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Affiliations

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Church Website


St. Andrew Church on Social Media


St Andrew Church Mass, 2nd Sunday of Easter, April 7th 2024 at 9.30am




Leadership

Leader Name:
Msgr. Cornelius O'Mahony   Edit
Leader Position:
Pastor   Edit
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Phone:
Fax:
905-844-7353   Edit
Leader Email:
Click here to contact Msgr. Cornelius O'Mahony   Edit
Leader Bio:
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Other Church Leaders:
Rev. Kenneth LeBlanc, Part-time Associate Pastor
Msgr. Harvey Roach, In residence
Rev. Richard Tan, Deacon
Rev. Samuel Landman, Deacon   Edit

Leadership Photos



Administration

Admin Name:
Frances Mantle   Edit
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Office Administrator   Edit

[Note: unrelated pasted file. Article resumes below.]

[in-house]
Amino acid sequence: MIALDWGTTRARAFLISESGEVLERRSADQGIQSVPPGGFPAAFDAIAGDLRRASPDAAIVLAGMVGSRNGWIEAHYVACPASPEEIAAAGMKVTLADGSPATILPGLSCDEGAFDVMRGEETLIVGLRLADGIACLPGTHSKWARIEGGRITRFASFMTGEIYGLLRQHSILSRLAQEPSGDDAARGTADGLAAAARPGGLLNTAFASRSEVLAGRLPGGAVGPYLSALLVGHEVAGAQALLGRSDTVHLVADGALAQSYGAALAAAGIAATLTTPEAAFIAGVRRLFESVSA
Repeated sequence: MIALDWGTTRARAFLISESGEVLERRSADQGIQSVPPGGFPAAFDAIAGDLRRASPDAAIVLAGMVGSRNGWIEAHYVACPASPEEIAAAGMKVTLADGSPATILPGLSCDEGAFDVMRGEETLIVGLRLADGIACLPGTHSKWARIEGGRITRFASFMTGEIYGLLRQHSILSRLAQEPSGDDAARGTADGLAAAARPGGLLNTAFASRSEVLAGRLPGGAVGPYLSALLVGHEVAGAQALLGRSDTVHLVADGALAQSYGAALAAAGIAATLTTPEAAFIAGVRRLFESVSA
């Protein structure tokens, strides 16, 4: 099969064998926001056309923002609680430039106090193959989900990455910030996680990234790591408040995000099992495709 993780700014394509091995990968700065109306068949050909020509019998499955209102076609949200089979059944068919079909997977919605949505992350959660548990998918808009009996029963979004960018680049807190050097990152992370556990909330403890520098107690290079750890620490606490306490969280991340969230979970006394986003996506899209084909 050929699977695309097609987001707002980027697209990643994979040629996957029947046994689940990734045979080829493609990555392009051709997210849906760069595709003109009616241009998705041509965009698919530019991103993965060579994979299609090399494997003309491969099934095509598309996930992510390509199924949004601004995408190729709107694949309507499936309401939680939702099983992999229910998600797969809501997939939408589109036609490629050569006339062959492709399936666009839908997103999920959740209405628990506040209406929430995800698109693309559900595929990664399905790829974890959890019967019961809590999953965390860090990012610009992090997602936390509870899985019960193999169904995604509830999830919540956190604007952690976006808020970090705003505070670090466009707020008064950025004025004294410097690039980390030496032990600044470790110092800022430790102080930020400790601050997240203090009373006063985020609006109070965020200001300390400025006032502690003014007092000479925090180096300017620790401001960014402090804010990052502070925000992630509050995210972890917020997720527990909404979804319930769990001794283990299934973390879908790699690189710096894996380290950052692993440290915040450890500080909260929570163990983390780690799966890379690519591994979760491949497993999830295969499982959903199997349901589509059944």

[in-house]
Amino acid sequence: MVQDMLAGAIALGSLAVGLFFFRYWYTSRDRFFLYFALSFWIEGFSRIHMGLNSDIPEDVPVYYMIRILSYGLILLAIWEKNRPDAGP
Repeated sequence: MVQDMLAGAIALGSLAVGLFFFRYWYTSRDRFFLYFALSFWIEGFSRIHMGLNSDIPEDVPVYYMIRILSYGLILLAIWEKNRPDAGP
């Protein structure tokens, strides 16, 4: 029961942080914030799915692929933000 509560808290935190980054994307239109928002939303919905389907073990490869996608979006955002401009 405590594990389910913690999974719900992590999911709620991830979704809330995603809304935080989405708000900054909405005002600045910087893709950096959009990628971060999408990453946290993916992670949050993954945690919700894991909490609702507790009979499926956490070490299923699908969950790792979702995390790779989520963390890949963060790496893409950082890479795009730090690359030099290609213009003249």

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Phone:
Fax:
905-844-7353   Edit
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47 Reynolds Street, Oakville, ON
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St. Andrew Church Mass Times

Mass Time

Saturday Vigil 5pm
Sunday 8:30am, 9:30am, 11:30am

Monday No Mass
Tuesday 12:05pm
Wednesday 9:00am
Thursday 12:05pm
Friday 9:00am

​Reconciliation

Saturday 4:10pm - 4:45pm

St. Andrew Church mass times last updated on the 7th of April, 2024
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Sunday School / Children and Youth Activities

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Parish Activities:

Bridge
Friendship Group
Hospitality
House Tour
Knights of Columbus
Stitch & Chat